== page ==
SWALWELL: My pleasure.

ACOSTA: -- but thanks for joining us.

SWALWELL: That's right.

ACOSTA: Thanks a lot. All right, coming up, new details. CNN learning that the crew member who handed Alec Baldwin a prop gun was the subject of safety complaints, some about firearms dating back years. That's next.

(COMMERCIAL BREAK) ACOSTA: New details today about that deadly movie set shooting involving Alec Baldwin.


Sources tell CNN the assistant director, Dave Halls, who handed Baldwin the prop gun and told him it was not loaded was accused of several safety complaints dating back to 2019 including disregard for safety protocols around weapons.

One source says Halls even complained about having a gun cleared, meaning ensuring it wasn't loaded for a scene where an actress would aim the gun at her own head and pull the trigger.

I want to bring in CNN chief media correspondent Brian Stelter and CNN senior legal analyst Elie Honig. Brian, all of it -- Elie, this is all so heartbreaking. And we're seeing pictures today of Alec Baldwin with the victim's family. What are we hearing from the actor, and what happens to a film project like this when something just terrible happens on a set, Brian?

BRIAN STELTER, CNN CHIEF MEDIA CORRESPONDENT: Well, this film is off. I think we can say that confidently, at least for now. Baldwin was a producer of this film. It was on a relatively small budget. People are wondering whether the relatively low-budget nature of the film contributed to the safety hazards.

But for now, this off and all attention is on the police investigation. And most of what we've learned so far, Jim, is from court documents, from police documents as they interview witnesses and try to get to the bottom of this. We've heard very little from Baldwin since Friday when he issued a statement expressing his condolences.

The one thing we've heard here over the weekend notably and that was a tweet where he shared a news article. And he shared a news article that was titled "Baldwin was told the prop gun was safe." So as you're pointing to, this suggestion that Baldwin was under the impression that this gun was safe. They were only blanks. That he was okay to go ahead and use it in production.

And then you had to lead the trail backwards from Baldwin to whoever had that gun in possession before Baldwin took possession of it. And of course that's where it does lead to this prop master.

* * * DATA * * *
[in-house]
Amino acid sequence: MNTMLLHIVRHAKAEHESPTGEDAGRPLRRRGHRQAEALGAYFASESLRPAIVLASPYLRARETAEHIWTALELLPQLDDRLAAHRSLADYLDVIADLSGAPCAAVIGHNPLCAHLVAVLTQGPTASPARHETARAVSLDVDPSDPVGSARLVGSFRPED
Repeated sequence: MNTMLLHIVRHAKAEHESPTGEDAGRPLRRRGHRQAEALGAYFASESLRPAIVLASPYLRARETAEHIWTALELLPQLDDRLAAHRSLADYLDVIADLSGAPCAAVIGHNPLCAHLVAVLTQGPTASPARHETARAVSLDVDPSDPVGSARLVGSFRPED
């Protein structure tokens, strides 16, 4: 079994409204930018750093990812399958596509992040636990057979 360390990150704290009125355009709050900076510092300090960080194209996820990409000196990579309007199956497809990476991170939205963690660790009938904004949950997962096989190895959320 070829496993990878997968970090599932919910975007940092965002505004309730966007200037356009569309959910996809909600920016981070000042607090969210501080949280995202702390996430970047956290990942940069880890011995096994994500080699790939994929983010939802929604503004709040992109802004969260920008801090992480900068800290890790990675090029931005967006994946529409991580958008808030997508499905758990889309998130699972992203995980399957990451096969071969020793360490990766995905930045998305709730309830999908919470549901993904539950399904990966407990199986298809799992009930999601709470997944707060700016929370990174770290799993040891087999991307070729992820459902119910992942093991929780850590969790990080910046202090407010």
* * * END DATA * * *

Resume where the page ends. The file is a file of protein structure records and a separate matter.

ACOSTA: Right. And Elie, is there a potential for criminal charges here of negligence for anybody involved? We were talking to an expert in the last hour who said that this case just screams negligence.

ELIE HONIG, CNN LEGAL ANALYST: Yes, Jim, there absolutely is that possibility. Now, we have an important starting point here. We know that the sheriff's office has executed a search warrant. In order to get a search warrant, a prosecutor or police have to write out what we call probable cause.

You have to put it in a document and say to a judge, we have probable cause, meaning 50.1 percent belief that a crime was committed. Now that's not all way to what a prosecutor's going to want for a charge, but it's a part of the way there.

Under New Mexico law, there is a crime involuntary manslaughter, meaning assuming nothing was done intentionally, it can still be a crime if something was done recklessly. And Jim, that conversation that you had with the firearms expert last hour, those are exactly the questions that a prosecutor is going to want to ask.

How did this go down? Who was responsible for handling it? Was it in fact a blank or was it a live round that was shot? How could that have been? And the expert that we heard from last hour I think was fairly clear, in his opinion at least, that this was negligence. So that's the kind of questioning that's going to be happening in prosecutors' and police offices in New Mexico.

ACOSTA: And Brian, Alec Baldwin is being trolled online unfortunately by some people including Congresswoman Lauren Boebert. She re-tweeted the actor from 2014 where Baldwin said I'm going to make bright yellow, bright banana yellow t-shirts that say -- read, "My hands are up. Please don't shoot me. Who wants one?" Boebert tweeted, "Are these still available? Asking for a movie producer." I mean, Brian, shame on Lauren Boebert for this. Anybody who tries to troll people and troll Alec Baldwin over this tragedy is just awful.

STELTER: Not everything's about politics. It's as simple as that, right. We should make that into a bumper sticker, not everything is politics. Not everything is red versus blue. Not everything is liberal versus conservative.

So I get Baldwin's an outspoken liberal actor. Lots of people love to hate him. But Boebert should have better counsel. She should have better P.R. people to stop her from doing something so foolish. Not everything's about politics. And this story is certainly not about politics. And as much as we are from the rooftop, Jim, I don't think (inaudible).

ACOSTA: Better morals might help, too. Better manners.

STELTER: Better -- it is often about morals. You're right. It's often about morals. That's the word we leave out of this (inaudible), morals. It's not about politics. It's about morality. Just be a good person.

ACOSTA: Yes. She failed that test clearly. And, Elie, Alec Baldwin was handed this gun, told it wasn't loaded with live rounds when in fact it was and ended up killing a crew member. Does he have a case here? Should he decide to sue? I mean, I suppose he's getting this kind of legal advice. What do you think?

HONIG: Yes. Alec Baldwin's in a really complicated legal position here. First of all, I expect that we will see civil lawsuits filed by the estate of Ms. Hutchins and perhaps by Mr. Souza who was injured. In order to win a civil suit for money damages, you have to show negligence, a slightly lower standard than in the criminal context and of course, you only have to prove your case by 50 percent, not beyond a reasonable doubt. Baldwin's in an interesting position. He could well get sued in his